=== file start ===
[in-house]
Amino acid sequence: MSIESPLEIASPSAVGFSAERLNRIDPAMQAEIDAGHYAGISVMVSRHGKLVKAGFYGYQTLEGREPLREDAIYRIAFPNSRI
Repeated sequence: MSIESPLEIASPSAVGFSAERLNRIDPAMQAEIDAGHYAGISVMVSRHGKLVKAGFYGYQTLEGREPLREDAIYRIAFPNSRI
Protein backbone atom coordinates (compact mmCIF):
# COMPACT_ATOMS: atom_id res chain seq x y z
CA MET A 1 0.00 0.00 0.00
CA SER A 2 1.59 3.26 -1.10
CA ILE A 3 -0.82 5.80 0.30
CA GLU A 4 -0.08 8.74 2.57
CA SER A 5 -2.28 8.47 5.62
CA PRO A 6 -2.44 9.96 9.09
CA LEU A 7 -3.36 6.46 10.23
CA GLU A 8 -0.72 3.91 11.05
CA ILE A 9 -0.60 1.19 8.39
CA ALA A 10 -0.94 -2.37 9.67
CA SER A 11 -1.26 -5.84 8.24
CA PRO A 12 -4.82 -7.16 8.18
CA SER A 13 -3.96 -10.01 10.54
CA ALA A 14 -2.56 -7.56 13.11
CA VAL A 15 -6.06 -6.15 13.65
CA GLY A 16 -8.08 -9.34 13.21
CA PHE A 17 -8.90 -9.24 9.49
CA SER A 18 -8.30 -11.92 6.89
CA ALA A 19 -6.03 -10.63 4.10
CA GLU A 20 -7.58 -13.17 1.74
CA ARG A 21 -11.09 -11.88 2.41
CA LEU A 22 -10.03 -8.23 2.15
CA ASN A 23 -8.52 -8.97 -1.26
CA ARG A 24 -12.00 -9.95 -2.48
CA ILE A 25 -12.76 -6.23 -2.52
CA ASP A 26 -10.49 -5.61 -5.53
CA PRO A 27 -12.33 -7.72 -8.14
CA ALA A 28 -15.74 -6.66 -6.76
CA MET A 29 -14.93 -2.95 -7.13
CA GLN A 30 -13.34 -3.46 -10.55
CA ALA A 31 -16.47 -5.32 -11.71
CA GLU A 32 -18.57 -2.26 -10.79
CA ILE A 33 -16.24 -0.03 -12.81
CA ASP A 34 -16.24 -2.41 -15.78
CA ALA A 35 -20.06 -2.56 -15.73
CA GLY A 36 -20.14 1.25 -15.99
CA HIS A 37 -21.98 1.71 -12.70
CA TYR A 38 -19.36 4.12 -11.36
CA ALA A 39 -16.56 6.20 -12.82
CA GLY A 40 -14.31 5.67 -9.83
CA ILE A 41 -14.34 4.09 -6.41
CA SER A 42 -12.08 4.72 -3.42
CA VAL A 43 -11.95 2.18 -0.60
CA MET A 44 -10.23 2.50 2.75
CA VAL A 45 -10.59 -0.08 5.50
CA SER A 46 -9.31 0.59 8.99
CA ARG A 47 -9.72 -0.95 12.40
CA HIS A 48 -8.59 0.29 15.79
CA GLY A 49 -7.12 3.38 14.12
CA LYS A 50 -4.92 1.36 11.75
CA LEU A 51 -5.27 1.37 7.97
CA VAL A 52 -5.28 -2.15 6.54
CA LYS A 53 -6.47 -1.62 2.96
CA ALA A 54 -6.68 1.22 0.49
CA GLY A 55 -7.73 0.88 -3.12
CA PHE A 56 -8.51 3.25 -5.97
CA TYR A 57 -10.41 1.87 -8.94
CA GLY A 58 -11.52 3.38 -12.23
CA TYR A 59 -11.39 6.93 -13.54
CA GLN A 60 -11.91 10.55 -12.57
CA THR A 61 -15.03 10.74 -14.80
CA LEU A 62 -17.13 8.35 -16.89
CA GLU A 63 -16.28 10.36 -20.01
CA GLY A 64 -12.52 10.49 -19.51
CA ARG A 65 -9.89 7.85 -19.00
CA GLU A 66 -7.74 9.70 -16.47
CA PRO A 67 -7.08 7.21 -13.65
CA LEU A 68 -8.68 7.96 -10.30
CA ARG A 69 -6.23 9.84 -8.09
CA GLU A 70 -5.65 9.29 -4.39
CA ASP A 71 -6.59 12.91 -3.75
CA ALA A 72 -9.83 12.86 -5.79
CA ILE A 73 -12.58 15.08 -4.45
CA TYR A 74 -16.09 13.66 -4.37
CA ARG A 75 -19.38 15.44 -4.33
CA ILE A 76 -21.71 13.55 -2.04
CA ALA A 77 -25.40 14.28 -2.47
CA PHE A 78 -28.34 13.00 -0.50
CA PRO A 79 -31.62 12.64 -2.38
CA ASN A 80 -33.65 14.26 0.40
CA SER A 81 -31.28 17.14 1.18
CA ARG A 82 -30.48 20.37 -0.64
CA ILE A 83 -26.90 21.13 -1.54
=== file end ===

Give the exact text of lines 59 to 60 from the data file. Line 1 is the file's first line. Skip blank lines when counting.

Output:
CA ALA A 54 -6.68 1.22 0.49
CA GLY A 55 -7.73 0.88 -3.12